Is your CRM GDPR ready? :: Consent
In this series I want to unpack what the new General Data Protection Regulations (GDPR) mean for CRM. I’m writing as an entrepreneur and technologist: I want to help good people use good tech. I founded SheepCRM in 2011 to help startups, SMEs, and charities with their technology and business problems.
My background is not the traditional C = Customer sales focused CRM. The C in SheepCRM is much broader: C = member, donor, supporter, employee, volunteer, attendee and sometimes customer.
The GDPR sets a high standard for consent. It builds on the DPA standard of consent in many areas and it contains significantly more detail that codifies existing European guidance and good practice.
OK — fair warning. GDPR is going to be tougher than the Data Protection Act (DPA)
The GDPR is clearer that a sign of consent must be unambiguous and involve a clear affirmative action.
Consent should be separate from other terms and conditions. It should not generally be a precondition of signing up to a service.
The GDPR specifically bans pre-ticked opt-in boxes.
So far so good, this guidance is about page design, form structure and good UX — work for our web developer friends. Can we all agree that ‘unambiguous’ means no more double negatives? “Click here if you don’t want to be excluded from receiving marketing from our selected spammers” . 🎉 an explicit clause banning the weaselly pre-ticking.
You must keep clear records to demonstrate consent.
We must keep explicit records that know when, what and the context of consent.
Context is particularly important here. [In Sheep we call this context provenance. Provenance helps us to understand the genealogy of a record. We can root out bad data sources and make smart decisions when processing updates.]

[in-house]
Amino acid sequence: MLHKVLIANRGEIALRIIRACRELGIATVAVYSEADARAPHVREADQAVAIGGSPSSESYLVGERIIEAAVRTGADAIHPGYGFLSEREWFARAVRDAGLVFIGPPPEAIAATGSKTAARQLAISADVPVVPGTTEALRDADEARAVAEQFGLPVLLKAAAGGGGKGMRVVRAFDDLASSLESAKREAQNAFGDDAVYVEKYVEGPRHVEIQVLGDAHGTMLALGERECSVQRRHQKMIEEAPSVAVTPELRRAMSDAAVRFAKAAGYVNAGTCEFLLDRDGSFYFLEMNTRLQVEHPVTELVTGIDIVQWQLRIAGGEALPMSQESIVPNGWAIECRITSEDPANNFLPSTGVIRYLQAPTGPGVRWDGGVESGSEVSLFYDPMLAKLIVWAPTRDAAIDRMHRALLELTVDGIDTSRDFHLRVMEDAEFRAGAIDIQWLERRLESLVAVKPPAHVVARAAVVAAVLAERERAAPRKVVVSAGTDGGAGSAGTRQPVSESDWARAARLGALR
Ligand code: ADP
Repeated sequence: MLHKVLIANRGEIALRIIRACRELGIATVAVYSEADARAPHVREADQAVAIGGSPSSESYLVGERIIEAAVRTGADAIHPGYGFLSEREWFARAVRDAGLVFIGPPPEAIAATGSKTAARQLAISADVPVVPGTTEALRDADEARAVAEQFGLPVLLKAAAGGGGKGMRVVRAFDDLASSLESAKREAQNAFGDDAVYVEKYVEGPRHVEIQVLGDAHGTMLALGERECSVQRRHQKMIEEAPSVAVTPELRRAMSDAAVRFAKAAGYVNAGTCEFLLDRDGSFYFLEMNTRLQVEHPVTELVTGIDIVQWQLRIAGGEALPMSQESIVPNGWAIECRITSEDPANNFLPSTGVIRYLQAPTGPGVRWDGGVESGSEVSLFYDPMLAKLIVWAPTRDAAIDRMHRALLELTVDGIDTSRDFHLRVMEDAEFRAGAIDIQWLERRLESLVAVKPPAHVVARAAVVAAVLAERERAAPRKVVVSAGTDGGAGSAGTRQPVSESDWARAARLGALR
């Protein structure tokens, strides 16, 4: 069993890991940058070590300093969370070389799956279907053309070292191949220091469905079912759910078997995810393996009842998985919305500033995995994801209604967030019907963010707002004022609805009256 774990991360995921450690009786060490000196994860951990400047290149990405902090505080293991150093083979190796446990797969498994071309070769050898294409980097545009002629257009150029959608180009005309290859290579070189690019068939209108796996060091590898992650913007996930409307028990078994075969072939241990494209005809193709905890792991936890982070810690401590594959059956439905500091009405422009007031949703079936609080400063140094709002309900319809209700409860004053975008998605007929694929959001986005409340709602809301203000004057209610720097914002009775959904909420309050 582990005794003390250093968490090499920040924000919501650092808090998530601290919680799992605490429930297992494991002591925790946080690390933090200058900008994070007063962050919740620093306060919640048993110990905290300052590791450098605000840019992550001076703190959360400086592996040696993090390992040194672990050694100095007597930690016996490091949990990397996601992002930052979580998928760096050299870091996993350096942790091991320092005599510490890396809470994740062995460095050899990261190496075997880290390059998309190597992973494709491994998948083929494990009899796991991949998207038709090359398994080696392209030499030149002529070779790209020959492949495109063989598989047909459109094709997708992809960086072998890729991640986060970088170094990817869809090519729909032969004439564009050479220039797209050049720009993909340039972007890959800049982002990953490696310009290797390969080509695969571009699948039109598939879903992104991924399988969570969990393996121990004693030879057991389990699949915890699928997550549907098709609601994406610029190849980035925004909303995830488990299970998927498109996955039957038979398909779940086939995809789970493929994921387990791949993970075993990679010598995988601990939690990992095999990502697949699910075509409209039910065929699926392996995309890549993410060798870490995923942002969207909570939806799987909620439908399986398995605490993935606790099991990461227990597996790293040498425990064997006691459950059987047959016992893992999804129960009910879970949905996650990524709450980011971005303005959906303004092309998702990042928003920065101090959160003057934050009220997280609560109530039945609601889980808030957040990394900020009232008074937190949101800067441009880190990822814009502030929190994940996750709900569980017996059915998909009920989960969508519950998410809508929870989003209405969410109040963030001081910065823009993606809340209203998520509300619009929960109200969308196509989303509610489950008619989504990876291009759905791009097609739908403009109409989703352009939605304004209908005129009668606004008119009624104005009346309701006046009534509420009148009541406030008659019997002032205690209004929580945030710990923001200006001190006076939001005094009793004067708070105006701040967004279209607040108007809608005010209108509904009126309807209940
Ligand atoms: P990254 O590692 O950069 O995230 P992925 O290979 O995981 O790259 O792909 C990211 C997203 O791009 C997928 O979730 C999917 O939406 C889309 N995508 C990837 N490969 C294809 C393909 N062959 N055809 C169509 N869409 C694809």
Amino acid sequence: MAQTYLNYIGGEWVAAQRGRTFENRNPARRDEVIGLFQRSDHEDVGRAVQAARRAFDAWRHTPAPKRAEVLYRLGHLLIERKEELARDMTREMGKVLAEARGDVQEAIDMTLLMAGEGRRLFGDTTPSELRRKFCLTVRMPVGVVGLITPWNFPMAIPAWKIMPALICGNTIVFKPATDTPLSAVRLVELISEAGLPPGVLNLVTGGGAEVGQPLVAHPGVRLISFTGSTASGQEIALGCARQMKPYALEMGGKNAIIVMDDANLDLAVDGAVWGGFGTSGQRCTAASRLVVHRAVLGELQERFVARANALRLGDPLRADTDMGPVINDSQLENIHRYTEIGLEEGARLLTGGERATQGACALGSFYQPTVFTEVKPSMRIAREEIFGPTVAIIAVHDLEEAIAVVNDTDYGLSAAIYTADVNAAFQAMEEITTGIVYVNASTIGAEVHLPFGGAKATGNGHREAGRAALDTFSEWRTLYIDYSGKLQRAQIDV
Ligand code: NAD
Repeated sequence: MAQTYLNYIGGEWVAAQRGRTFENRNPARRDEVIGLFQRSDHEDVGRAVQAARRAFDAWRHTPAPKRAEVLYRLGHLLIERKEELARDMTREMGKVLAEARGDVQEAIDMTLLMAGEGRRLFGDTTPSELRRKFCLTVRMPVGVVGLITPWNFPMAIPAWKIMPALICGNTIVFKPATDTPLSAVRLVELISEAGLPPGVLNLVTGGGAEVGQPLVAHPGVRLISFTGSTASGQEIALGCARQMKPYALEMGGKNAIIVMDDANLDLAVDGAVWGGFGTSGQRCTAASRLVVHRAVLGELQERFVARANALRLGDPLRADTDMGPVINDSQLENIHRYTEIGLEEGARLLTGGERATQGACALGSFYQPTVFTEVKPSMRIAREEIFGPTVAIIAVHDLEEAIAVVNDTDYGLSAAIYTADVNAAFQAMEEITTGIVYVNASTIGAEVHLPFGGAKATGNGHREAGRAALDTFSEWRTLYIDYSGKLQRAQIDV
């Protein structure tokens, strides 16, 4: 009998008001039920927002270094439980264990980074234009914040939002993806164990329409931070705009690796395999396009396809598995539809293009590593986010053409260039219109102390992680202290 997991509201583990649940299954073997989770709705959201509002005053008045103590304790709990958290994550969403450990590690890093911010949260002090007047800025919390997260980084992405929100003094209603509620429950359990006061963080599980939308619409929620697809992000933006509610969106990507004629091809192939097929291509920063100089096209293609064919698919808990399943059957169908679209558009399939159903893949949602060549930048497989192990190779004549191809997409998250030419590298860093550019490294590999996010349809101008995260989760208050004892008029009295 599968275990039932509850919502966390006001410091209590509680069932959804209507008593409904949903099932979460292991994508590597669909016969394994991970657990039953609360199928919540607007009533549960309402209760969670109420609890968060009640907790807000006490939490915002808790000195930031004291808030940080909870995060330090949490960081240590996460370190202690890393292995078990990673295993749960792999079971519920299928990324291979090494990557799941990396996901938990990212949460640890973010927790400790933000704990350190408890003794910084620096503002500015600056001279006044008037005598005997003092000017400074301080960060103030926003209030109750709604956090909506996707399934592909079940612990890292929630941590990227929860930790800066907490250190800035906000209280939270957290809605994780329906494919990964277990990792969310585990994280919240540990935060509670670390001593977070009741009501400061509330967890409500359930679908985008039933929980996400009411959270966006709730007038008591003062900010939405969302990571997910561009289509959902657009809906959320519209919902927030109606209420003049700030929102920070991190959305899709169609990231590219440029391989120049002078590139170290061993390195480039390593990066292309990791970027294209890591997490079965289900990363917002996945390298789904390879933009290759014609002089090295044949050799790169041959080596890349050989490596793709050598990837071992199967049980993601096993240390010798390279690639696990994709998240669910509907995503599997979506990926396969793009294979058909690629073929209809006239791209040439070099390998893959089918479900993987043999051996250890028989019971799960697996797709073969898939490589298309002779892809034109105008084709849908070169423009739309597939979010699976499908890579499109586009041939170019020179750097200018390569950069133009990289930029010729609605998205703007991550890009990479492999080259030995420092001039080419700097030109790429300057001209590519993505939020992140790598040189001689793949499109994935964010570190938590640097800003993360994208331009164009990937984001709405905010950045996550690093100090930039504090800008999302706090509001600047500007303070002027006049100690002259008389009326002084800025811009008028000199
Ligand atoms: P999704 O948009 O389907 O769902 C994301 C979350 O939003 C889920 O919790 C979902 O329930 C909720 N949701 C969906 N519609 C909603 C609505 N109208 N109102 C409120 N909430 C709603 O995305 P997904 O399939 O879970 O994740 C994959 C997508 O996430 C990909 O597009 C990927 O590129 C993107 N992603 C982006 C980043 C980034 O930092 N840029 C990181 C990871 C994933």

The context may be within your control (a signup form on your own website) or it may be through a third party. At Sheep we encourage our clients to use the best tools available for the job: MailChimp for mailing lists, Eventbrite for selling tickets, GoCardless for direct debit payments, Xero for accounts. Personal information is therefore flowing in from a number of tributaries. How these third parties adapt to GDPR will be interesting. I hope and expect consent data to become available through their APIs.
It requires granular consent for distinct processing operations.
What are you doing with the personal data that you hold? For many of us we’re going to need a bit of time to think that one through. Until now we’ve been able to collect a vague implicit consent and then decide later how we want to use that data. GDPR is forcing us to be transparent and upfront.
The GDPR gives a specific right to withdraw consent. You need to tell people about their right to withdraw, and offer them easy ways to withdraw consent at any time.
I need to keep records when consent is given. So it seems pretty clear that I also want to keep clear records showing when it is withdrawn.
- Determine your distinct processing operations (What are you collecting information for?)
- Review the consent you are asking for. Does it match your processing operations? Be upfront, be transparent
- Test: Can you identify the consent from a random record? Do you understand the context for that consent?
Ask yourself: is your CRM ready?
- records: Have you got explicit consent records?
- clarity: When was the consent given?
- clarity: What is being consented to?
- clarity: What was the context of the consent?
- demonstration: Can you find the consent record on demand?
- granular consent: Can you capture many different kinds of consent?
- distinct processing operations: Can you record the operations you’ve been granted consent for?
- withdraw: Can you record that consent has been withdrawn?
- withdraw: Are withdrawals granular or is it a blanket opt-out?
If your CRM isn’t ready: talk to your provider about their plans. If you are looking to change providers please consider Sheep.
Sheep’s splendidly simple back-office solution helps not-for-profit organisations streamline their communication, membership, fundraising and event management activities.